Many of you who are working out of your homes are doing so because you can be home with your children. The best planned schedule will be shattered by the attention and care you must give your family. You must accept these interruptions, but at the same time, use all the self discipline you can muster to stay as organized as you can under the circumstances. This is one reason why the first list of A's, B's and C's is so important. The habits you form now will still be there when the patter of little feet is gone.
While you are looking at your time analysis, there is one more step you should do. You have determined what tasks must be done, but that doesn't necessarily mean you should be doing all of them yourself or without help. Put a value on your time per hour and per minute. From the chart above, you can see that if you bill yourself (labor) out at $30 per hour, then for every 10 minutes you spend on the telephone, doing book work, etc., you invest $5 to get the job done.
With your list of tasks and their times in front of you, put a dollar value on each task. This will do two things:
1. You will see the actual dollar value of the time you literally have wasted and thrown away.
2. You will be better able to determine if investing in equipment, subcontracting, or some other means to eliminate or reduce some of your tasks will pay for themselves.
For instance, put a value on your time to make a pattern versus the value of purchasing a commercial pattern. Suppose it takes you two hours at $30/hr. to make a pattern. So it really costs you $60 just to make the pattern. Whereas if you purchased a commercial pattern that requires 15 minutes to alter, the pattern may cost you $25 plus $15 for your time, which equals $40 invested. You would save $20 by buying a pattern. The next time you use the pattern, it would only cost you $15 for alterations.
In this type of analysis, don't forget to factor in the reuse value of your investment, especially when considering equipment. Once a piece of equipment is paid for, the cost is virtually eliminated and instead becomes clear profit. At that point, you not only are saving precious time, but you are making more money too.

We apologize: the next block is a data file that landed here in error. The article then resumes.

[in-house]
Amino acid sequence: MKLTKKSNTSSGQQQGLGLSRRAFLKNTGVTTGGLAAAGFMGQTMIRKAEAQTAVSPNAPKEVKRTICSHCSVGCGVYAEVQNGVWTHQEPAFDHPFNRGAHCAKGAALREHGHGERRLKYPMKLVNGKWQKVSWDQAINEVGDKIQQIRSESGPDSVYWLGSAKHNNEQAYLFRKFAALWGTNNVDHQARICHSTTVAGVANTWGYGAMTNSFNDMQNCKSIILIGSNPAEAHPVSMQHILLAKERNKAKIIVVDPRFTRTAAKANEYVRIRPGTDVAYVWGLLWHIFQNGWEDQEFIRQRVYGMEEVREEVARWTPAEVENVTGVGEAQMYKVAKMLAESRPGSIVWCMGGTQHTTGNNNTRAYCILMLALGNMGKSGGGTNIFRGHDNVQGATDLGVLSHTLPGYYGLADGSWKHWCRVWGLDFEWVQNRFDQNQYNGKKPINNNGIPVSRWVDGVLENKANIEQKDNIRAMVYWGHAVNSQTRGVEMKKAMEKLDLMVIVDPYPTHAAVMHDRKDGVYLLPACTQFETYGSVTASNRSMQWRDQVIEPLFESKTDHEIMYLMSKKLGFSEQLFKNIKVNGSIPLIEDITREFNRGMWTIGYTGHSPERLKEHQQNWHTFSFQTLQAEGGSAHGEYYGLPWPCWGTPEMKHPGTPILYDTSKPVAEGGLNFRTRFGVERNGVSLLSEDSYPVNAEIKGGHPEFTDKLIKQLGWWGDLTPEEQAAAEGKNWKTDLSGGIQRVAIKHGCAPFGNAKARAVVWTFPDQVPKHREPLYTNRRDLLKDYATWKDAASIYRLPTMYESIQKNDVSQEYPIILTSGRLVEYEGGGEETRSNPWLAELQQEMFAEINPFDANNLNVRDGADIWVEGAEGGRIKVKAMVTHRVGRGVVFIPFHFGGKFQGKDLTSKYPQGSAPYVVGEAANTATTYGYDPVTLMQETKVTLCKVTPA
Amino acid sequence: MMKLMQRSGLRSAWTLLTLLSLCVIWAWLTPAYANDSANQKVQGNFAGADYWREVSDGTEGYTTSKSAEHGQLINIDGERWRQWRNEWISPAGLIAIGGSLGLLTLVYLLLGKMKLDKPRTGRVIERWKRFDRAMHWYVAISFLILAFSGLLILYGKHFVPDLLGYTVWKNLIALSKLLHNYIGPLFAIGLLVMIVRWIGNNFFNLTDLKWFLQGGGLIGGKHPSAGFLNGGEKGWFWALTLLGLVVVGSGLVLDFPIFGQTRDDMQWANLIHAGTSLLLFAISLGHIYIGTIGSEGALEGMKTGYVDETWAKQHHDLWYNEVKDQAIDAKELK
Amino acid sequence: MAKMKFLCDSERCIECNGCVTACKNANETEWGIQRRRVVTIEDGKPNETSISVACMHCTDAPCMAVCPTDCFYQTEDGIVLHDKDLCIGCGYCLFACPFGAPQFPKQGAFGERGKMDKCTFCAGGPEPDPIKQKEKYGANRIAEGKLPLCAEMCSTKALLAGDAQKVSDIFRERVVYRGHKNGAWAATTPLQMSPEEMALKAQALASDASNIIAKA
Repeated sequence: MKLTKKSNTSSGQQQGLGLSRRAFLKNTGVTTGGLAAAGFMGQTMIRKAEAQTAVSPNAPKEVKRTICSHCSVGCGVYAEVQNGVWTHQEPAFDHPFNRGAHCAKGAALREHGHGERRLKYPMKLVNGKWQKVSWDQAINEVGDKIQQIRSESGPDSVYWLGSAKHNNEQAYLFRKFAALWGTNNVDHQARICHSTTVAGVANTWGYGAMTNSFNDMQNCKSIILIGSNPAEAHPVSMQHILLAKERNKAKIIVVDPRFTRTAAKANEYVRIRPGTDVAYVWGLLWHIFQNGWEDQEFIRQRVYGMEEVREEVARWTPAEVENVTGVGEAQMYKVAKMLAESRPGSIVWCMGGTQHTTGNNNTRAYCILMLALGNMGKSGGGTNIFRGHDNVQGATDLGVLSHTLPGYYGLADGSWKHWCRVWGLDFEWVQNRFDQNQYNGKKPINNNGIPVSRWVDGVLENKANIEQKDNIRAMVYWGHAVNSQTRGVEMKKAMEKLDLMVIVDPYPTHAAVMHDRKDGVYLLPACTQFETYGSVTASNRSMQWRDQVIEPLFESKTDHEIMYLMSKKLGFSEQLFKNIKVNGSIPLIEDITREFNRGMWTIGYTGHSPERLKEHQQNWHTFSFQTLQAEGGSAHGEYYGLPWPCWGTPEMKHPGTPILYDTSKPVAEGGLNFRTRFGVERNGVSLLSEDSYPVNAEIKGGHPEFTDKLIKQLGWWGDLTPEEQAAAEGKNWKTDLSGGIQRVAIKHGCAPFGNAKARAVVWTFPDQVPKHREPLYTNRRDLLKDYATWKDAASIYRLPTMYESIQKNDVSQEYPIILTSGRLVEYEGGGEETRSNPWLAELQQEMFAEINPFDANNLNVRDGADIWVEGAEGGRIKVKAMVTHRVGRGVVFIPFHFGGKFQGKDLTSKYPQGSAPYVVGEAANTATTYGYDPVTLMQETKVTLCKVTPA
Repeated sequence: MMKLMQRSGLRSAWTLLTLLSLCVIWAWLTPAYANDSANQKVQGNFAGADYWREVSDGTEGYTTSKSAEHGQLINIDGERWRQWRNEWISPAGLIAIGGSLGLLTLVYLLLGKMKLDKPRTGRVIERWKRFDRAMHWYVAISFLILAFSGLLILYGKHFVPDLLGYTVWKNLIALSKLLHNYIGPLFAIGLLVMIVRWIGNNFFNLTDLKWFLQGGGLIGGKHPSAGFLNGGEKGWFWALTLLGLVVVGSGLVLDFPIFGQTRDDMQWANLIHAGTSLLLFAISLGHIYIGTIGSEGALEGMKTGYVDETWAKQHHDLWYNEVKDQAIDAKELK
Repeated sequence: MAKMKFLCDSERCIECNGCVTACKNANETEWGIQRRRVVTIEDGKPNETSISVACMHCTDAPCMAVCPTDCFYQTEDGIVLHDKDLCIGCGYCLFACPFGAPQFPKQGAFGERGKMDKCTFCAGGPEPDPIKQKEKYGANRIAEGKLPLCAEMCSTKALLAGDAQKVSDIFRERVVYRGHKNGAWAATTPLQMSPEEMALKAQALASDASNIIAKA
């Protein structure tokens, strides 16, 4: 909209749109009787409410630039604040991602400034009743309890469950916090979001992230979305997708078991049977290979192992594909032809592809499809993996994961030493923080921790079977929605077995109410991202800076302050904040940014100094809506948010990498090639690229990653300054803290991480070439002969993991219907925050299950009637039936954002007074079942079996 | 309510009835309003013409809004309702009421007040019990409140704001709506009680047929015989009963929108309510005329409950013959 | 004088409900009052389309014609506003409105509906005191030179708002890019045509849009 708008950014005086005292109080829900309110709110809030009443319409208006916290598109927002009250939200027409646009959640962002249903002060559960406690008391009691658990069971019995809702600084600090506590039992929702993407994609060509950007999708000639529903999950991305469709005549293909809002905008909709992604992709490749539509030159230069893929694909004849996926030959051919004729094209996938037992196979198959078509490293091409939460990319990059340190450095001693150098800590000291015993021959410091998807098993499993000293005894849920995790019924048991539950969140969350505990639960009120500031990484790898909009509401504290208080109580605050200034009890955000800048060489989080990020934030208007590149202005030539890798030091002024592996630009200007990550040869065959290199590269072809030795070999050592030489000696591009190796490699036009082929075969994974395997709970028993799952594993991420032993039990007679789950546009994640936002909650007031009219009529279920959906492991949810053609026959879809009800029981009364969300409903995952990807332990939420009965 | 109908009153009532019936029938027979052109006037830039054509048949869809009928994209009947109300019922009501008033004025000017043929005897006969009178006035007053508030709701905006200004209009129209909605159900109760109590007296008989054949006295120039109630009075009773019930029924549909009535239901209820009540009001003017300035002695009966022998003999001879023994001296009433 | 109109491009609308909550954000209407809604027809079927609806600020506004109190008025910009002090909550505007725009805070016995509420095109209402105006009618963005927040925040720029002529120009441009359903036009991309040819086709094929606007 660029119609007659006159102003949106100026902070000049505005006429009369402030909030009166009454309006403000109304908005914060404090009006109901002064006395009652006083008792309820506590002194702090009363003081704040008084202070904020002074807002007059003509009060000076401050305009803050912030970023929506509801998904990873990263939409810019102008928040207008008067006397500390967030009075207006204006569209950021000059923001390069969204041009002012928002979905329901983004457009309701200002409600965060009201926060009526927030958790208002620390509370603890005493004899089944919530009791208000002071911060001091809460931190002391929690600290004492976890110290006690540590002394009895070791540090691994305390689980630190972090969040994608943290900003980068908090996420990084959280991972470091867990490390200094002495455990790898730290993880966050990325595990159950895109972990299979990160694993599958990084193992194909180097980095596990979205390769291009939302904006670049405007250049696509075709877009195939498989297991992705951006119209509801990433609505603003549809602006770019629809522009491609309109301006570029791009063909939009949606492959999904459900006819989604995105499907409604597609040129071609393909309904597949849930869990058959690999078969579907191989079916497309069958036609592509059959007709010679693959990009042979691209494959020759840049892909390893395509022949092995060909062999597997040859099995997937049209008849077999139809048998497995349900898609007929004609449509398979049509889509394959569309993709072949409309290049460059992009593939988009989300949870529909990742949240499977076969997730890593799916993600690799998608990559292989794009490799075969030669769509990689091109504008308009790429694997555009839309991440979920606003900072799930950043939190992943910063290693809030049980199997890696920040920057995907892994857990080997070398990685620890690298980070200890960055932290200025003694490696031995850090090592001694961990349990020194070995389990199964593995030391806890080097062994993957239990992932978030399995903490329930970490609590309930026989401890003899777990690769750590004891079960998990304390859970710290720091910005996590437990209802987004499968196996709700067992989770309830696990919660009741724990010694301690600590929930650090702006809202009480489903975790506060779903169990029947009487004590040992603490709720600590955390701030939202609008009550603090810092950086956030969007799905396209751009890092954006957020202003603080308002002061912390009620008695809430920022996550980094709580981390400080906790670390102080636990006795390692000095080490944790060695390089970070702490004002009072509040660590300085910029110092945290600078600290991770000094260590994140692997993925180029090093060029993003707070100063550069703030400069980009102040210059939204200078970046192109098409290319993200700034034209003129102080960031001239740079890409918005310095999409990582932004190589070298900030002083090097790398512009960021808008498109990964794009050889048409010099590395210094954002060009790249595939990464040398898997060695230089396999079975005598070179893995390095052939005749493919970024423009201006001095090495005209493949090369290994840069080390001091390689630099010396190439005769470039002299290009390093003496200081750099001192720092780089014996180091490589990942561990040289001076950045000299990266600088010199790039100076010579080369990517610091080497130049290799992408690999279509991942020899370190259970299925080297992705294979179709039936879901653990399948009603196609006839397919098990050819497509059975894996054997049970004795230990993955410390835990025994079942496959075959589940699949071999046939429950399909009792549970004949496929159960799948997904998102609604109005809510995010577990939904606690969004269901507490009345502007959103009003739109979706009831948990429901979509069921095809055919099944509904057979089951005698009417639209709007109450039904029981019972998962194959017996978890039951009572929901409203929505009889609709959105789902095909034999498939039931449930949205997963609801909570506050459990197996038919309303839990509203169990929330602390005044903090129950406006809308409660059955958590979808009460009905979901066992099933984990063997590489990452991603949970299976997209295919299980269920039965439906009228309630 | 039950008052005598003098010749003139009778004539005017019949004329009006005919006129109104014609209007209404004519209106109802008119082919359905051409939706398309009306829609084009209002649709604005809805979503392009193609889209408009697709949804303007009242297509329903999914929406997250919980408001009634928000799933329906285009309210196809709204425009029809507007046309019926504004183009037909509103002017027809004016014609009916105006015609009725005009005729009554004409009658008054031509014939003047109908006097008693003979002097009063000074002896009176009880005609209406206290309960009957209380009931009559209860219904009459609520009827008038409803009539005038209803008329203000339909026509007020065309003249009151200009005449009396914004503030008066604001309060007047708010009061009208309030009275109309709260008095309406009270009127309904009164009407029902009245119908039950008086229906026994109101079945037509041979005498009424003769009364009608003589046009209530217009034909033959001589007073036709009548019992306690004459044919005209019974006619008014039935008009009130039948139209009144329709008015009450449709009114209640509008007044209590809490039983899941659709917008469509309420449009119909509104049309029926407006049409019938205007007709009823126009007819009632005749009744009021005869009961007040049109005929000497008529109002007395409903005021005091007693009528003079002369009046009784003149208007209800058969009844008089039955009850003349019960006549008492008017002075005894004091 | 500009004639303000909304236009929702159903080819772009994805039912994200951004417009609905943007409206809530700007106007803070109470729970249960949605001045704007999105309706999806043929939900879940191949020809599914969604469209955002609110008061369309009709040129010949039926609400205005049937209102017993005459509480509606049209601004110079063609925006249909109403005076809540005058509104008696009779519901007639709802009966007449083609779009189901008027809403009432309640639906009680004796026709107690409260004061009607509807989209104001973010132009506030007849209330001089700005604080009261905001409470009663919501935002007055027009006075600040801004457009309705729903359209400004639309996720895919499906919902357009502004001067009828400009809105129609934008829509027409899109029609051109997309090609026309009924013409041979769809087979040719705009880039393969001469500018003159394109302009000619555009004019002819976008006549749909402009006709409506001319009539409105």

The busier you become, the more important it is to look at your tasks with a dollar value on them. If you do your own taxes, compare the value of your time with the cost of an accountant. He'll be able to explain your books and probably get you more deductions (saving you more money) simply because he spent his time learning about accounting, not draperies.
And what about the time you spend trying to install software on your computer, or adding a modem, or trying to get on the Internet or figuring out why the computer won't do today what it did yesterday? (Ever feel like you are trying to go into the 10th grade with a kindergarten education?) For those of us who are real computer novices, it is definitely worth paying a good computer consultant to fix the computer while we sew. (It's comforting knowing he wouldn't know what to do with a serger.)
The old cliché, "Time is money" couldn't be more true for the workroom business. Time is what our careers are all about. Treat it with respect and value it as you would a precious stone. But most of all, as you hone and polish your skills, recognize your true value and let it shine. You won't get more time into the day, but you can get more out of the day.
Kitty Stein is a 20-year veteran of the drapery workroom field, having owned and operated her own business for 16 years and having taught classes on window treatment construction. Until 1990, Stein and a partner owned a workroom with nine employees. She since has opened her own smaller workroom, Workroom Concepts, that has just one employee. She also does workroom consulting, seminar speaking and is the author of Order in the Workroom available through Draperies & Window Coverings.